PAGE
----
During a stop at 68th Avenue SE, Chris Rego with the Corps, said there’s about another year left in road removal with all the dirt, rocks and vegetation shifted east to start plugging canals.

Within the project’s footprint, about 85 gopher tortoise burrows have been identified. The threatened species is protected by the state, so while construction crews work outside of the tortoises’ habitat, a suitable home will be found to relocate any existing tortoises found.

Three canals run north to south in the project, and workers haul in the road removal debris to build 100-foot wide plugs that block the flow of water in the canals, thus restoring the historic sheet flow that gave the Everglades its nickname — River of Grass.

As the convoy reached a plugging in progress, heavy machinery hauled dirt into the canal. The current plugs are going into roughly the northernmost three miles of the Faka Union canal. Once the southwest protection feature is built, the canal can be fully plugged, said Webster Shipley, the Corps construction manager.

“Next year, the canal will look like a series of linear ponds,” Shipley said.

The newly formed ponds will provide needed habitat for a variety of wildlife including alligators, fish and wading birds, said the project’s biologist Phoebe Clark.

“The water will provide a constant food source,” she said.

The final stop was the largest pump station in the project, situated at the Faka Union canal. The station houses six 1,000 horsepower diesel engines that can pump about 21,000 gallons per minute.

Bartlett said that’s 1,866 million gallons per day. For context, he said the Naples water treatment plant puts out about 30 million gallons a day and Fort Myers is around 10 million.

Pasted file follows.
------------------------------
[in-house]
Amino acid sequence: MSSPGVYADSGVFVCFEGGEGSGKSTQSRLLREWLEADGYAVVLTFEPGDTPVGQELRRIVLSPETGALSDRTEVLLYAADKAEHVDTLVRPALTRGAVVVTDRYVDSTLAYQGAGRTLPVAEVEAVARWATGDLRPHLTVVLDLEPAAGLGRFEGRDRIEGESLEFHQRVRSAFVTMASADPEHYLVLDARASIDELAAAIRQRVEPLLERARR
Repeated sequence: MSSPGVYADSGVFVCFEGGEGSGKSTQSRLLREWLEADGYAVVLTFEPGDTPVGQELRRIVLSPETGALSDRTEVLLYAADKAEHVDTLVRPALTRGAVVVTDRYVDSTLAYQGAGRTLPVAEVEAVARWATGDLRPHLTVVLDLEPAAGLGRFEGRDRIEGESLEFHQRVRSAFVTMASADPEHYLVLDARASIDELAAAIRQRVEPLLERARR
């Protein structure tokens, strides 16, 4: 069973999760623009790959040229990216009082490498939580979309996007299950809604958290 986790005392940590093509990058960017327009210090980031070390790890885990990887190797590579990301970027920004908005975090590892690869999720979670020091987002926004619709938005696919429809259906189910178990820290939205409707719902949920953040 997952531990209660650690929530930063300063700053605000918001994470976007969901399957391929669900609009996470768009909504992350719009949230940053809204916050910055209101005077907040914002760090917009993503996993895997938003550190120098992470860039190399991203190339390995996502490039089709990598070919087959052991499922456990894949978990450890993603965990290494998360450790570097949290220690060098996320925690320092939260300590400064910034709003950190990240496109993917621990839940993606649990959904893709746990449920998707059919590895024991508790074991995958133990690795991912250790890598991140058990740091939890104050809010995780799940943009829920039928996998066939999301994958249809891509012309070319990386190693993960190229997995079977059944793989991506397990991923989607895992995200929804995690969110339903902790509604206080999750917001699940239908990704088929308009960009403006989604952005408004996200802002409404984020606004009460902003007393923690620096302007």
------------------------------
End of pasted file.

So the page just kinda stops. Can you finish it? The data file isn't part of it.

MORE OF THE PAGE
Previously: Finishing touches on Picayune restoration moving through permitting process

Marisa Carrozzo, Everglades and water policy manager for the Conservancy of Southwest Florida, was also on the tour and said it’s important the restoration project finishes up in 2024.

The Conservancy and other groups are asking the Biden administration for $740 million each year for the next four years in federal funding to help push along not just the Picayune restoration, but the greater Everglades restoration efforts across south Florida.

“It’s a heavy lift,” she said. “But if we invest now the projects will see faster completion. In the long run, that will be able to save the taxpayers money.”

By the numbers:

  • Total restoration area: 55,000 acres
  • Total cost (SFWMD estimate): $765 million
  • Work began: 2004
  • Work estimated to end: 2024
  • Total roads to be removed: 270 miles
  • Total canals to be plugged: 48 miles
  • Remaining acres still in private lands: 203.8
  • Number of original land owners in South Golden Gate Estates: 19,000

Karl Schneider is an environment reporter. Send tips and comments to kschneider@gannett.com. Follow on Twitter @karlstartswithk